Freight + Volume presents Balla Balla, an exhibition of recent paintings by Andalusia-based
artist Gabrielle Graessle. Balla Balla will be on view at 39 Lispenard St. June 9 – July 8, 2023.
The paintings of Swiss-born artist Gabrielle Graessle depict complex emotional and social
realities with an almost hieroglyphic directness. Reveling in color and the use of spectacular, or
otherwise unconventional materials (such as glitter), her wilding use of paint and pigment is
tempered by a sense of minimalism which might be called austere—if not for the fact that her
paintings are so childlike and fun
Graessle’s work generally tends towards a formalism which generates its own symbology. Her
allusions to themes like war, feminism, sexuality and love, are all expressed in ways that verge
on abstraction. But this movement away from the particulars of experience to universal
representations isn't navigated arbitrarily. A continuous sense of lightness, play, exuberance
radiates from her figures—even when the themes she's working around might otherwise appear
Wielding riotous colors and graffiti-like language to communicate her singular vision, one of
Graessle’s untitled pieces—composed of acrylics, spray paint and glitter—especially stands out
for its quasi-mythic character. An off-centered horse constitutes the theme of the picture: as a
figure, this horse almost seems on the brink of escaping from the dimensions of the frame. With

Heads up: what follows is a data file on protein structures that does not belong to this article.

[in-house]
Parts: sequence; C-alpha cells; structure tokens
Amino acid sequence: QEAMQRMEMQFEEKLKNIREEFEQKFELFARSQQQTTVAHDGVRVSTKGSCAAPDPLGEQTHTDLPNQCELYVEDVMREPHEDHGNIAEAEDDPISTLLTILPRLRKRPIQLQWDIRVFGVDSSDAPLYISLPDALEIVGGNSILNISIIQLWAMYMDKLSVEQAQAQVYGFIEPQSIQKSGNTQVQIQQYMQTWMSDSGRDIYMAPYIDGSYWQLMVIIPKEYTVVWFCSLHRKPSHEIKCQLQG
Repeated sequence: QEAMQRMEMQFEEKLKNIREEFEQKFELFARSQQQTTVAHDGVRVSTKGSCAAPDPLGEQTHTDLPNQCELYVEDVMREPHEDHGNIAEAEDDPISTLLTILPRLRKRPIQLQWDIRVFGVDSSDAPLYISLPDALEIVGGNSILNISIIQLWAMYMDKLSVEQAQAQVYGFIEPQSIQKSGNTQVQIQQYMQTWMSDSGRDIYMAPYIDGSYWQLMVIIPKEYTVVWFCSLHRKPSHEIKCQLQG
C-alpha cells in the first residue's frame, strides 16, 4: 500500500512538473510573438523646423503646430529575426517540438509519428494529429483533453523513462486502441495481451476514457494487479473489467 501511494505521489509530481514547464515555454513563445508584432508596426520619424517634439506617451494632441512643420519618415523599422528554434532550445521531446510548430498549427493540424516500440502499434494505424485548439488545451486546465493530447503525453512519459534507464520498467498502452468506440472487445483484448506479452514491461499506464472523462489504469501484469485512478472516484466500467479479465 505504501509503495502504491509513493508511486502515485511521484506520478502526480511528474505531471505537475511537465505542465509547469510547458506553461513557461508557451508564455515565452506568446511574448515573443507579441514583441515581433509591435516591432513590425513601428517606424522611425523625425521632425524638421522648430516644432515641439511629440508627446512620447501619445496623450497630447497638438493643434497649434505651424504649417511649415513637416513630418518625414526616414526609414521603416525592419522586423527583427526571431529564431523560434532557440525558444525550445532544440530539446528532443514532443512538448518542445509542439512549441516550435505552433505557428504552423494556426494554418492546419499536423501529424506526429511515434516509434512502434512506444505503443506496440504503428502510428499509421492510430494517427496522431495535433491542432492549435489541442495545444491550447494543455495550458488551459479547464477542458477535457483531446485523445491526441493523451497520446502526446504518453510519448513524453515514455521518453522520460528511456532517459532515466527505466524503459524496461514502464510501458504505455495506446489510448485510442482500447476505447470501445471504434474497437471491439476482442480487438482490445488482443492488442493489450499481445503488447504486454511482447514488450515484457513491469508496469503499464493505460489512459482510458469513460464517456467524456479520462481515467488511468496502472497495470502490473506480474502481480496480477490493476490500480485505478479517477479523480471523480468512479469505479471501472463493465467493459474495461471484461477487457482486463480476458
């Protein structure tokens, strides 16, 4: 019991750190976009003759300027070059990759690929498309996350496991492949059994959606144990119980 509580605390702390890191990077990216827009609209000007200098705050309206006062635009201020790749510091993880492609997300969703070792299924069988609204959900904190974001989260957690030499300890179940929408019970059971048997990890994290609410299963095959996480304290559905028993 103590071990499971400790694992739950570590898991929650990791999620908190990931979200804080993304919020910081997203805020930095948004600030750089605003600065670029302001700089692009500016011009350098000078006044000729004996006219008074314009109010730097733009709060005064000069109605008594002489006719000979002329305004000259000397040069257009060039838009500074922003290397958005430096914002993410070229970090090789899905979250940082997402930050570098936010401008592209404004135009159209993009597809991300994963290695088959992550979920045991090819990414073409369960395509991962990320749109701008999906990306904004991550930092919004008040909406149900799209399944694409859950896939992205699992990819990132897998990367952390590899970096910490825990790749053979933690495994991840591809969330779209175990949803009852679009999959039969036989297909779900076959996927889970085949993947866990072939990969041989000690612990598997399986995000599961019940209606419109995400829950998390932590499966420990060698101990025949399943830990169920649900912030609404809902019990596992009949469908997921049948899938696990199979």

an engorged head lolling against its leftmost edge, his overtly large presence lends the painting
an almost comical aspect, while also suggesting the impossibility of escaping the illusive realm
of paint and pigment into the spatial possibilities afforded by our everyday reality.
Many of Graessle’s paintings portray women in various states of dishabille; but the sitters in her
portraits never feel objectified or exposed. Rather than being lewds, in each painting of a
woman’s body her face is emphasized—often arranged into an expression that resembles a
hieratic eye gazing back at the viewer who gazes at her.
In one particular work—also untitled, yet dating from 2022—a reclining woman seems to look
out of the painting towards the viewer. More confident than coy, the elliptical curve which
constitutes her mouth, like a Cheshire Cat’s smile, is set against a horizon neatly divided
between earth and sky, the tellurian and the cosmic. This supple division works to foreground
the winsome character of the figure’s face, adding a heightened significance to the elements
composing the picture.
Graessle’s canvases distinguish themselves from traditional abstraction by bringing every
shape, every suggestion of color, towards the convergence of a decentralized theme. Her
reliance on natural form never fails to engage with socially astute insights. Emerging from the
serrated edges of her craftsman-like abstraction, nature itself, in all its spontaneity, seems to
glaze the surface of each work like a spectral amber. Within this glow, Graessle gives expression
to the nature of happiness and the meaning of revolt, all the while mimicking a child’s naivety.